Two hours later, Governor Gregory di Conti, flanked by Secret Service agents, walked to his limo. In the distance, thousands of protestors booed and screamed. A group held up a banner: “Governor di Conti, A Proud Member of the Christian Taliban.”

Di Conti sneered. The Taliban? How dare they compare him to those desert-dwelling devil worshipers? Once he became President and repealed the First Amendment, he would have those rabble-rousers skinned alive and impaled on wooden pikes.

Di Conti entered his limo, and it whisked him away. He stared, brooding. “Heretics and infidels. Soon you will know the wrath of the true disciples of Christ.”

His cellphone rang. He picked it up and checked the caller id: Revelation 9:13-21.

Di Conti gulped. He placed the phone to his ear. “Yes, master.”

“The civil war we have engineered progresses nicely,” Supreme Inquisitor Abbot said. “The Heavenly Benefactors are most pleased.”

“I must admit I did not think the public would be so receptive to our message.”

“People are angry. Trump and Pence failed to make America great again, and Wellman has all but handed away America’s sovereignty to foreign bankers.”

“And our civil war has removed the progressive wing of the Democratic Party.”

Abbot chuckled. “Indeed, and the Corporatist Democrats have learned nothing from their years of fighting Trump and Pence. President Wellman’s empty platitudes will fall on deaf ears. But don’t become complacent, my most loyal of servants. Francis Downey has decided to make a third party bid on a progressive socialist platform.”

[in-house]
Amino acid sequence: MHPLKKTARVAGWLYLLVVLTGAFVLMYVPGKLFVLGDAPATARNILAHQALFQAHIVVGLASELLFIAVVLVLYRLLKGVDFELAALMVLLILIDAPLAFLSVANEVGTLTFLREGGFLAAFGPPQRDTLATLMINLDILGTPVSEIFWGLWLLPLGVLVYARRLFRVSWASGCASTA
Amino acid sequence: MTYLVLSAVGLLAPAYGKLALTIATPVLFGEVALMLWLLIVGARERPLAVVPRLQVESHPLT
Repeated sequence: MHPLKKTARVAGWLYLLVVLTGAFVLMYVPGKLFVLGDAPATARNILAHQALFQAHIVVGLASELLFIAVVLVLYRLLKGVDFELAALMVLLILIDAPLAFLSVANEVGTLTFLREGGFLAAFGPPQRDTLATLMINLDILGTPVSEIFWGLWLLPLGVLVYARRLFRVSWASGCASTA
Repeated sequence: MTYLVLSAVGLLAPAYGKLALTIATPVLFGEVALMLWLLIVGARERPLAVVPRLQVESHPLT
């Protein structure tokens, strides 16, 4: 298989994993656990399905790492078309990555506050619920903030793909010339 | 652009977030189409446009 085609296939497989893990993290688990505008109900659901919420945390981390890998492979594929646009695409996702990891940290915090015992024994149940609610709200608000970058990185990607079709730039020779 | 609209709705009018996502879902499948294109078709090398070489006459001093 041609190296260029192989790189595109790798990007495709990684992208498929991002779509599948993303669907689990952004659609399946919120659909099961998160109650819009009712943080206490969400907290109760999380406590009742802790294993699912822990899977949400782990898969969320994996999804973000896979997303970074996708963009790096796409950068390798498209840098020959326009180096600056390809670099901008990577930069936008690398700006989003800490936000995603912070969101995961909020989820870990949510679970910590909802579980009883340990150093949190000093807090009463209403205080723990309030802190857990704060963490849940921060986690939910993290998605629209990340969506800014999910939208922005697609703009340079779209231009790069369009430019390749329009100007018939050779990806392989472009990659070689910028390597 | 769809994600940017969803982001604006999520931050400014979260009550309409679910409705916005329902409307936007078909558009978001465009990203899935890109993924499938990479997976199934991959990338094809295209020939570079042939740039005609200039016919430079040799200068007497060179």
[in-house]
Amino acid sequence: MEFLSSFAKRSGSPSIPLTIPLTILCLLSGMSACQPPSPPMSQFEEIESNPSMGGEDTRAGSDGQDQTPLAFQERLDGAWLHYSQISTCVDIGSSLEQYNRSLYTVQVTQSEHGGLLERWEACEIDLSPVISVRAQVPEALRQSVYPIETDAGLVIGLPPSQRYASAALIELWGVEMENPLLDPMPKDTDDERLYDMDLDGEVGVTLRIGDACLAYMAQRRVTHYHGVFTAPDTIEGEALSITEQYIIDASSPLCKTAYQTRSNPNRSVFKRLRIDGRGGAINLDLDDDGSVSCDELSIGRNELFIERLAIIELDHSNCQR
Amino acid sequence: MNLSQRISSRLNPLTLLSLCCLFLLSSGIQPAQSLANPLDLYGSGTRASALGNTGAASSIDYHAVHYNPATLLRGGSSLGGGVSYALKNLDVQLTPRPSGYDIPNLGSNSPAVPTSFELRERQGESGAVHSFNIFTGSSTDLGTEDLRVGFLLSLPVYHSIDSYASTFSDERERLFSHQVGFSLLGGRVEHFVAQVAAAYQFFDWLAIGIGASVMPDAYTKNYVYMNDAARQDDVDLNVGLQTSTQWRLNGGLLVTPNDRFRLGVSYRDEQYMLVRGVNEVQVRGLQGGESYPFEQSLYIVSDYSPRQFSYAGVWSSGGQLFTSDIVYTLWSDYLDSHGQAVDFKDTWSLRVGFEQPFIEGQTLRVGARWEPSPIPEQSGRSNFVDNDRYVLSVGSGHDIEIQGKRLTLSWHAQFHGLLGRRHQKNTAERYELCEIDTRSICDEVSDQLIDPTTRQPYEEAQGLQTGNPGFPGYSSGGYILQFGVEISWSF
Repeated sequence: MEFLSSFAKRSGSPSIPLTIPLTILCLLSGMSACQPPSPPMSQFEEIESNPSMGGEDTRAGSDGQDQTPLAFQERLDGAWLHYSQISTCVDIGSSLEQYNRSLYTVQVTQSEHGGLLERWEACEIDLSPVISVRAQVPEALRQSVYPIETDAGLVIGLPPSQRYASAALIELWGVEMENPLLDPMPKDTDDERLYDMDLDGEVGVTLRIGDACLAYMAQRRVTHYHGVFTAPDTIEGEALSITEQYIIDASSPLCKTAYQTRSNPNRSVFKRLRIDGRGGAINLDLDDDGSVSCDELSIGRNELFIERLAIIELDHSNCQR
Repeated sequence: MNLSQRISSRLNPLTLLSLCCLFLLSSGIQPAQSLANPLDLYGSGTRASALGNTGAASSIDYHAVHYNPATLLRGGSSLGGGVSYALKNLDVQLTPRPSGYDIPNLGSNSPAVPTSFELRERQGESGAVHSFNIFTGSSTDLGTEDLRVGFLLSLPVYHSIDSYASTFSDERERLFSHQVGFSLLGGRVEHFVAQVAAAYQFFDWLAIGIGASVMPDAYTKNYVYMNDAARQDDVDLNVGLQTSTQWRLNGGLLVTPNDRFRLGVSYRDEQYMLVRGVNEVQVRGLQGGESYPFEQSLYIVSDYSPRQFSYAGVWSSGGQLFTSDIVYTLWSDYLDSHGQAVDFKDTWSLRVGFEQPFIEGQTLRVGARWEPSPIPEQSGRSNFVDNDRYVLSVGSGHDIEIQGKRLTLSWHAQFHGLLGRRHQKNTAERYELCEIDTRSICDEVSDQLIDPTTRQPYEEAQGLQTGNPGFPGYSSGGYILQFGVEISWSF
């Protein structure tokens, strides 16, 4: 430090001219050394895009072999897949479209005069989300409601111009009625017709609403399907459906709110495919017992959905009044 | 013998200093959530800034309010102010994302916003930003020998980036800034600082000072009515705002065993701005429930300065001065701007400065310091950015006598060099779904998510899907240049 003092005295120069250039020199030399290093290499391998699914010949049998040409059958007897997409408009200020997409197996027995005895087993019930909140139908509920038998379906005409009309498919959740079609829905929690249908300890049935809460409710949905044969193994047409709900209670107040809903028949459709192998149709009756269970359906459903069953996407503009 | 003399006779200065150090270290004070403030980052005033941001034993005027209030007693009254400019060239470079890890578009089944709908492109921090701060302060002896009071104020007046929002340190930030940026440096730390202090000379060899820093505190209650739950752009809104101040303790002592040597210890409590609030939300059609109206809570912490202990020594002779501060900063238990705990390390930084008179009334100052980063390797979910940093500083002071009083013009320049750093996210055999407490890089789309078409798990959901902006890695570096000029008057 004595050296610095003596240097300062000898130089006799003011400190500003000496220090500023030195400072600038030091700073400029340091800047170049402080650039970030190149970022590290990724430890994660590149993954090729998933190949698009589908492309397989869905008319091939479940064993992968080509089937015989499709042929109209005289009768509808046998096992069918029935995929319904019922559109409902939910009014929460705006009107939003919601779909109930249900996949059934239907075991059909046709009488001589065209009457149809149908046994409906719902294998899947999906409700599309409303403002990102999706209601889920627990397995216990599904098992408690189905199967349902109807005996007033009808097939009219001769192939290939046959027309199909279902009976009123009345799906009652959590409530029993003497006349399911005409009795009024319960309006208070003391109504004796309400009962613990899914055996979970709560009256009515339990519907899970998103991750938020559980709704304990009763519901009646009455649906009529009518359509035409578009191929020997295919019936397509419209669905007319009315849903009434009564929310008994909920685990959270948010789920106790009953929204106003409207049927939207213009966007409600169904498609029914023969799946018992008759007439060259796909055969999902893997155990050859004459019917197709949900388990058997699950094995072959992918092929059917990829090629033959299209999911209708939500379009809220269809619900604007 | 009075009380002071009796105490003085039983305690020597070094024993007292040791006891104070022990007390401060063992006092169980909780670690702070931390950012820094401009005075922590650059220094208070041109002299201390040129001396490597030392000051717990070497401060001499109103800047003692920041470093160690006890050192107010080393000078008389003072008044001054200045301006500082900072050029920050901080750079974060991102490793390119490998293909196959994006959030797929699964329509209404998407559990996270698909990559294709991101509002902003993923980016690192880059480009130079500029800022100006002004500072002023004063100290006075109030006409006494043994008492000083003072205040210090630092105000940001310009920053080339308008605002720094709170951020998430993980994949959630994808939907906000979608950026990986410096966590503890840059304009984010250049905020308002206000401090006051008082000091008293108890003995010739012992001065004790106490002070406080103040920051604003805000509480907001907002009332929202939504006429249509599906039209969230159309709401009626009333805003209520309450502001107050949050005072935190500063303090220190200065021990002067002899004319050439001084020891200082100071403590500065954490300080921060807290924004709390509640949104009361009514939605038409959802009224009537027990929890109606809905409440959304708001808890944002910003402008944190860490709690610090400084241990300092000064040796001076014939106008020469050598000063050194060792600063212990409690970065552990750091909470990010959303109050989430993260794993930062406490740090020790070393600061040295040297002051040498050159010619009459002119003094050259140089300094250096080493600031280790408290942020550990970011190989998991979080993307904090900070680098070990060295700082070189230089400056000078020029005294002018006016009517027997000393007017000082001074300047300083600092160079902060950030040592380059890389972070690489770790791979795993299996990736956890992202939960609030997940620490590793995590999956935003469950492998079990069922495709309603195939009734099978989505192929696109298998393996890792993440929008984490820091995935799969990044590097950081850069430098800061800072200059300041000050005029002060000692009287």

Di Conti recalled the charismatic billionaire. A lifelong progressive who styled himself after FDR, Downey had the finances to run a successful campaign.

Di Conti sighed. He could beat President Wellman, but Downey…

“I think the time has come for Downey to meet an Inquisitor,” di Conti said.

“Hum. Perhaps. But his death must be made to look like an accident.”

Di Conti leaned back in his seat. “I think that can be arranged, master.”

“Okay, come up with a plan and present it to the council. But remember, timing is everything. We want to remove Downey when it benefits us the most.”

Di Conti nodded. “Don’t worry. His death will only strengthen our hand.”


Billy Wellman stared out the window of his limo, with Manhattan in the foreground. His thoughts were troubled by a conversation he had the other day.

“Son, you’re a Wellman,” his father, the President, had said. “You should be at my side.”

Billy recalled slamming down a newspaper, with the headline reading “The Battle of Los Vegas Has Been Won, but 17,000 of Its Citizens Are Dead.” “Your policies have led America to civil war, father. You can’t blame it all on Donald Trump. Trump didn’t sell half the federal government off to satisfy foreign bankers. Trump didn’t declare war on the breakaway states. You could have let them go, but didn’t. Now look where we are.”

“And what do you suggest? That I allow this nation to be torn apart? That’s treason.”

“Treason? This country is already torn apart. Why can’t you and the other Democrats see that? Are you so out of touch with the common man?”

Billy grabbed his whiskey glass and nursed it, mindful that he couldn’t consume too much. He had an appointment with Francis Downey, the only man in America who had any hope of defeating both his father and Governor di Conti in the general election.

Treason? The Bible says that Christians have an obligation to honor their parents. He was about to side with his father’s political rival. What did that make him?